N95 mask.

Harvard University is among other institutions that teamed up to evaluate existing N95 decontamination methods and plot a practical course forward for implementing them.

Credit: A. Relan


Mask decontamination methods: Strengths, weaknesses, gaps

3 min read

As health care workers resort to mask reuse, a coalition of professionals compares risks, benefits of major decontamination methods

The growing severity of the COVID-19 pandemic and challenges in the supply chain have resulted in severe shortages of N95 masks and reports of frequent mask reuse. This practice poses serious safety risks to healthcare workers. To help decision-makers develop back-up procedures that are as safe as possible, researchers from Harvard, Stanford, MIT, UC Berkeley, and other institutions teamed up to evaluate existing N95 decontamination methods and plot a practical course forward for implementing them.

The consortium issued a report detailing the strengths, weaknesses, and gaps in application of three methods: heat, ultraviolet light (UVC), and vaporized hydrogen peroxide (VHP) treatment. The report can be found on the consortium website, n95decon.org. Harvard’s coalition of the willing is led by John Doyle, Henry B. Silsbee Professor of Physics and co-director of the Harvard Quantum Initiative.

“Our goal is to provide valuable information to help public health officials make the best possible decisions when they must resort to decontaminating and reusing masks rather than replacing them between patients,” said Doyle. “Each point of care will have very specific circumstances and will need to adapt — we are putting our heads together to ensure their operating procedures are as safe and efficient as they can be.”

According to Doyle, the consortium came together organically, motivated by the need to provide overwhelmed health officials with reliable, accessible scientific information. Harvard volunteers include John Doyle, Adam Cohen, Louis Baum, Zack Lasner, Larissa Little, Andrew Preecha, Loïc Anderegg, Cole Meisenhelder, Yicheng Bao, Kezi Cheng, Alex Frenett, Robert Gustafson, Clare Ploucha, and Adam Kryskow.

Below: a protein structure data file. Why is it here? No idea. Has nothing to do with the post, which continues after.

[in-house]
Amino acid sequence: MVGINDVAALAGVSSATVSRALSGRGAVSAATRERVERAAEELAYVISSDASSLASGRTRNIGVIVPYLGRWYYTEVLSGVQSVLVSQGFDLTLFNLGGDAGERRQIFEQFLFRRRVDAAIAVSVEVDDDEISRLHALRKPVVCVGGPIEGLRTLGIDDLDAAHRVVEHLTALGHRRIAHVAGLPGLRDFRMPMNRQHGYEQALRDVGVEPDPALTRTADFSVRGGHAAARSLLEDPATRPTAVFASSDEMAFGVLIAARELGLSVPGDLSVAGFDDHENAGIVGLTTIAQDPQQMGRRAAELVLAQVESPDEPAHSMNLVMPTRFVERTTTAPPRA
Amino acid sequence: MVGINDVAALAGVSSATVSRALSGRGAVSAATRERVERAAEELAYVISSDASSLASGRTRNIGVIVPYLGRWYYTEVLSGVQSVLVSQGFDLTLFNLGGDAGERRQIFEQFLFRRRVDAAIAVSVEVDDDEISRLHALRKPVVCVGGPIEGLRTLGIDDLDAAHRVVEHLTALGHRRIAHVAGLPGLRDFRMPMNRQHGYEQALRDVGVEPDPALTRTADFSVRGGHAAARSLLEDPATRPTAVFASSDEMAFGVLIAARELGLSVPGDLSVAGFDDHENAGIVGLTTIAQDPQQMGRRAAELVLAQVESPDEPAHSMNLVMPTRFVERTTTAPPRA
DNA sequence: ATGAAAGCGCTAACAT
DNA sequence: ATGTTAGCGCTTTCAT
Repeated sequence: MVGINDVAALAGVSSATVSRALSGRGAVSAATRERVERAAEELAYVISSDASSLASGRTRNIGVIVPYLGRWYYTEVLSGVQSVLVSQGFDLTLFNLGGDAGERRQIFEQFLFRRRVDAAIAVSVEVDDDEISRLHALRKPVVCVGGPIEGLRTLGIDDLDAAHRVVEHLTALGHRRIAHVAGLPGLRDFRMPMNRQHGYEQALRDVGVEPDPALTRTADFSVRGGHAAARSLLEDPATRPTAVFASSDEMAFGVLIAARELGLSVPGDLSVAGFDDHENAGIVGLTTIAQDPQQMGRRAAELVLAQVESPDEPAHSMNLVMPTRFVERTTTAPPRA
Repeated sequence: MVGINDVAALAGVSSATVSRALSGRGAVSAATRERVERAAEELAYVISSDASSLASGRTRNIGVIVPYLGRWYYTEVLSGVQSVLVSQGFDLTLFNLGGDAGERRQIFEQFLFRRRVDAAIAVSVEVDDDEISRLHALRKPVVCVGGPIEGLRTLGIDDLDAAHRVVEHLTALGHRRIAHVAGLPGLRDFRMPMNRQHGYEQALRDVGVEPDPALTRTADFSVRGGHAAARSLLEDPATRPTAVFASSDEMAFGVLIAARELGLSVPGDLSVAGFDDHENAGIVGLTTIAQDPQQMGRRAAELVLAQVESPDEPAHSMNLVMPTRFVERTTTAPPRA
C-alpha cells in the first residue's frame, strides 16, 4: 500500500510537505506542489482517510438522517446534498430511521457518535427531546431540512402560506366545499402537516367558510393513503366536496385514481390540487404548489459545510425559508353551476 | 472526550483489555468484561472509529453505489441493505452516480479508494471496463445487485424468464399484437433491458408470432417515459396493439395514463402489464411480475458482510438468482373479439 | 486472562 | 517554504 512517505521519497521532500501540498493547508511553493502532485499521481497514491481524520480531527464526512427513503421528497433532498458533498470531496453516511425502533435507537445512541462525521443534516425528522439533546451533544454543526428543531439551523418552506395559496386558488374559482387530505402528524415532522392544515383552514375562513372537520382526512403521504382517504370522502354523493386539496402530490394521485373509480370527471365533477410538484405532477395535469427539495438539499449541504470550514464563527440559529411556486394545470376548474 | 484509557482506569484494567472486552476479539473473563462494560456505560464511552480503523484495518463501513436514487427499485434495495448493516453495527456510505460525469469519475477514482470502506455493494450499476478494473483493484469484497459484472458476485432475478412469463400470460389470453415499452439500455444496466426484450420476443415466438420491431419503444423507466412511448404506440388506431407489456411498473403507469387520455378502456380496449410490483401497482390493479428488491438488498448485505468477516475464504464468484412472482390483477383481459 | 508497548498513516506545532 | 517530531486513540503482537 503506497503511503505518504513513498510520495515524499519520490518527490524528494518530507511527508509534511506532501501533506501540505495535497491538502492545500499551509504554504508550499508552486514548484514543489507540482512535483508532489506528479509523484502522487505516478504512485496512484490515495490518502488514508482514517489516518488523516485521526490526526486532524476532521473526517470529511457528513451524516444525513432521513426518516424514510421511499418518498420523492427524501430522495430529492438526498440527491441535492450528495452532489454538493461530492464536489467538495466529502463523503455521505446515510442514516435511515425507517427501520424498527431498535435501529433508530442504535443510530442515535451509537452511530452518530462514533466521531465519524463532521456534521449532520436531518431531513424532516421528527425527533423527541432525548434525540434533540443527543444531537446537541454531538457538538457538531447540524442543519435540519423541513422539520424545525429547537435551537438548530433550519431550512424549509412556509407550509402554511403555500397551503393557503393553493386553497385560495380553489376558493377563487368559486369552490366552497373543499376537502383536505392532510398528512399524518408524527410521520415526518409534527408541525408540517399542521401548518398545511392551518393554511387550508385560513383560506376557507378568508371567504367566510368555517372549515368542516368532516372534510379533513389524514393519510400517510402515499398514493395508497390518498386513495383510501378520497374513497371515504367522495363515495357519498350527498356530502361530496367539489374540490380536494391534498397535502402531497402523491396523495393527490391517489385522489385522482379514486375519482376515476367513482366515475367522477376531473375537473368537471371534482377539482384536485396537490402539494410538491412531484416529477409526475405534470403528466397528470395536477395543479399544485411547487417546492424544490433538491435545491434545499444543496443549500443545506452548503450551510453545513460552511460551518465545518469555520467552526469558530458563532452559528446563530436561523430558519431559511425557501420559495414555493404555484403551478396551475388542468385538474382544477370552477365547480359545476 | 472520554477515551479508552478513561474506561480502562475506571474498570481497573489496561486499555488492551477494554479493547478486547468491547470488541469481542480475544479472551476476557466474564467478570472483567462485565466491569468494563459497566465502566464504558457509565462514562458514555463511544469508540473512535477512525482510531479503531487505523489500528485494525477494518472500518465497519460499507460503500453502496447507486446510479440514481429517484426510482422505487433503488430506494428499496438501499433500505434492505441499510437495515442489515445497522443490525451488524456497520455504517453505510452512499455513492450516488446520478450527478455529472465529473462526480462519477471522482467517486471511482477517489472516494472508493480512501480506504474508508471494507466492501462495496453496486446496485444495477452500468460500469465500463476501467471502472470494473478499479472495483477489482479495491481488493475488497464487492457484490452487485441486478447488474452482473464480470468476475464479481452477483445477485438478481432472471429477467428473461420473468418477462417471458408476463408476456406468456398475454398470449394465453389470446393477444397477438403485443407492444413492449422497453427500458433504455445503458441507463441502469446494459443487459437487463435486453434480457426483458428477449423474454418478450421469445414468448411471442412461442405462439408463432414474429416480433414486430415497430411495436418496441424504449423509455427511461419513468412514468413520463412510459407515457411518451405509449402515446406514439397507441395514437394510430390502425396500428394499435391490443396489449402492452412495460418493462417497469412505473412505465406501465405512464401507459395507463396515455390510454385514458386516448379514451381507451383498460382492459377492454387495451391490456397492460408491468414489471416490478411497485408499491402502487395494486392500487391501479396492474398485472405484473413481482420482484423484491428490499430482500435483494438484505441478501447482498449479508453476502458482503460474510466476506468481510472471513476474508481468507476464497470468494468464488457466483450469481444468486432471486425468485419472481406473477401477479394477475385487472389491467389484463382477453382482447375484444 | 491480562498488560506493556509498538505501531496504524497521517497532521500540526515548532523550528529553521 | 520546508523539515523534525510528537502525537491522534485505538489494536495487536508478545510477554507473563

“It has been inspiring to see Harvard administrators and researchers, including graduate students and professors, jump into this service with such energy, thought and skill,” said Doyle.

Andrew Preecha, a research assistant in Adam Cohen’s laboratory, master’s student at the Harvard Extension School, and one of Harvard’s 14 volunteers on the project, will be conducting heat-decontamination experiments.

“We’re looking at the effectiveness of using sterilization equipment that hospitals already have to get more use out of these masks,” he said. Similar experiments are being carried out elsewhere on the effectiveness of other approaches.

The N95DECON report provides important details, links to protocols and commercial services, and quick-reference infographics to help health officials assess which methods are best for their particular situation.

As the N95DECON scientists release this first wave of information, they are carrying out new decontamination experiments on N95 masks to clarify their safety and efficacy issues. This new knowledge will be used to create toolkits that provide a scientific basis for choices institutions make as they update their standard operating procedures and submit them to the FDA for approval.